Poems and Songs

 


Praise To Amita Buddha

May all the four kinds of beings reach the jewelled land,

And the beings of all three realms be born from lotus blooms.

May all the myriad ghosts attain the three-fold worthiness,

And the countless sentient ones ascend the ten grounds.

 

Amitabha's body is the color of gold,

The splender of his hallmarks has no peer.

The light of his brow shines round a hundred worlds,

Wide as the seas are his eyes pure and clear.

Shining in his brilliance by transformation

Are countless Bodhisattvas and infinite Buddhas.

His forty-eight vows will be our liberation,

In nine lotus-stages we reach the farthest shore

.

Homage To The Buddha of The Western Pure Land, Kind And Compassionate Amitabha

Homage To The Buddha of The Western Pure Land, Kind And Compassionate Amitabha

Homage To The Buddha of The Western Pure Land, Kind And Compassionate Amitabha

Na Mo Amita Buddha .....

Amitabha.jpg (92373 bytes)

 


"BALLAD OF THE DHARMA-DOCTOR"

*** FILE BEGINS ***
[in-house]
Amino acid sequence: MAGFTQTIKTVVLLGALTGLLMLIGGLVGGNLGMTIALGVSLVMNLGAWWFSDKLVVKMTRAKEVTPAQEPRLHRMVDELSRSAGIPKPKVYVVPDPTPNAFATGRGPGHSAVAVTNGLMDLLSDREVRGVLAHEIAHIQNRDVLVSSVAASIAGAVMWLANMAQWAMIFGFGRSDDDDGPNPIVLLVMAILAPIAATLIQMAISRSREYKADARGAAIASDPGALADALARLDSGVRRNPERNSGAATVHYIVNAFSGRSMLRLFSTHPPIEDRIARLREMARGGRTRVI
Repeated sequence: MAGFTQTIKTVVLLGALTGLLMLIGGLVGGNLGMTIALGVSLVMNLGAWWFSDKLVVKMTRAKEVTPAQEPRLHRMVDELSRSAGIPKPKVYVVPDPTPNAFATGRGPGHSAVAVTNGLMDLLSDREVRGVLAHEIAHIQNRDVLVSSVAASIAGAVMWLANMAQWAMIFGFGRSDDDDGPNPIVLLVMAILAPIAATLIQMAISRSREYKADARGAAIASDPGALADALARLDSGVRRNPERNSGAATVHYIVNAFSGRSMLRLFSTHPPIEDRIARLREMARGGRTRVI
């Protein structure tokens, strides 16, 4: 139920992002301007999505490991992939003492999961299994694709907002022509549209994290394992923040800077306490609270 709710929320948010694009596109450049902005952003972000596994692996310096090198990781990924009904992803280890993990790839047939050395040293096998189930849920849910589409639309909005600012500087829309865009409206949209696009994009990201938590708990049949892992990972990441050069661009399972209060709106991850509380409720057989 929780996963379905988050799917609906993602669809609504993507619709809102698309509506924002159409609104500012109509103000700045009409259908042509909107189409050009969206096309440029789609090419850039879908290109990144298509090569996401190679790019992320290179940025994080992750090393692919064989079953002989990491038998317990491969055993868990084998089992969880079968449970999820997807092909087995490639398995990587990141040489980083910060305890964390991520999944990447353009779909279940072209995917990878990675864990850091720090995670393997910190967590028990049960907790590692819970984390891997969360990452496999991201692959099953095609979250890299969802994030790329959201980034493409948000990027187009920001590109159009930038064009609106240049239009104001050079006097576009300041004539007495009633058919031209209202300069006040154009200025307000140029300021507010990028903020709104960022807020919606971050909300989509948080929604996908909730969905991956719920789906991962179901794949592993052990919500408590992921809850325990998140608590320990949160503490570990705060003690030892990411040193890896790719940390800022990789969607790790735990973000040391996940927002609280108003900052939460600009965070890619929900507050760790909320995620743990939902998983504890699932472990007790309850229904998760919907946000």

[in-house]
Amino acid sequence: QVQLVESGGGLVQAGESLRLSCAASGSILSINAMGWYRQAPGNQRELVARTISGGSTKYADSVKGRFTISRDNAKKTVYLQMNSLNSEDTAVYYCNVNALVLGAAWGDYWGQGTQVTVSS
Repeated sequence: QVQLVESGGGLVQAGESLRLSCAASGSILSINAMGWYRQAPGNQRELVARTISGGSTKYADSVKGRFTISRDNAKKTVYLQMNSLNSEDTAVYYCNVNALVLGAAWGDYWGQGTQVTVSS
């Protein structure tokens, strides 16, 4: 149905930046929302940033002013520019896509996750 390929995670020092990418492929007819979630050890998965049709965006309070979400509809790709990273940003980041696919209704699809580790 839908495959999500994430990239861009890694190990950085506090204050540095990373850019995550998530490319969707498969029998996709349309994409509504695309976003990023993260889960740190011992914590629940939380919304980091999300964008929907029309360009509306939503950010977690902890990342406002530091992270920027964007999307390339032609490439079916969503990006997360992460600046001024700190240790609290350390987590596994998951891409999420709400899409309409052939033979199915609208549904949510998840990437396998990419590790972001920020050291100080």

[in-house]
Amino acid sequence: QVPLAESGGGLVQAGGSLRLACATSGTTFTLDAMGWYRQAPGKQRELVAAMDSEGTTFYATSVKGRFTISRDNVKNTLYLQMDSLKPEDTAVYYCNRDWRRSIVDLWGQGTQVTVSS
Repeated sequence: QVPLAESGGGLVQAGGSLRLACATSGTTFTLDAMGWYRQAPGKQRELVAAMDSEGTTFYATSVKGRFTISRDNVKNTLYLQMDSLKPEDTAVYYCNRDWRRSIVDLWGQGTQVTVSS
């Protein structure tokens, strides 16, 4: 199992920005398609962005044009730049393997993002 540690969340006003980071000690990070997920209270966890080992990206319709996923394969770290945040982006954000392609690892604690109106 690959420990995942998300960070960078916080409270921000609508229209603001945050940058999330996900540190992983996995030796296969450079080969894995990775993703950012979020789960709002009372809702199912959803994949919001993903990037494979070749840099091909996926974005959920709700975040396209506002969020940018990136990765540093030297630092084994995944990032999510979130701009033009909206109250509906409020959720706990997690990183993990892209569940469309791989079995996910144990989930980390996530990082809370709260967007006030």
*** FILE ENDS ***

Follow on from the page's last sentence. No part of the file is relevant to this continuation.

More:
DharmaDoctor.jpg (82928 bytes)

I.        I thought I would a doctor be,

foremost in all the land.

I would eradicate disease,

with skillful healing hands.

I saw a lot of suffering

and began to wonder why,

We worry so about our health,

when in the end we die.

(Repeat last line)

II.       I asked the question high

and I asked the question low:

Where do we really come from?

At death, where do we go?

A man said, "Buddha answered that

3000 years ago.

Go ask the Dharma-doctor

for what you want to know."

(Repeat last line)

III.      I found the Buddhist temple

and a monk with merry eyes.

Why do we get sick? I asked him;

why do people die?

"Everything's impermanent," he said,

"I think you'll find that

birth and death's the big disease.

It all comes from the mind."

(Repeat)

IV.     "It's evil thoughts that hurt," he said,

"It's what you say and do.

It's called the karmic law.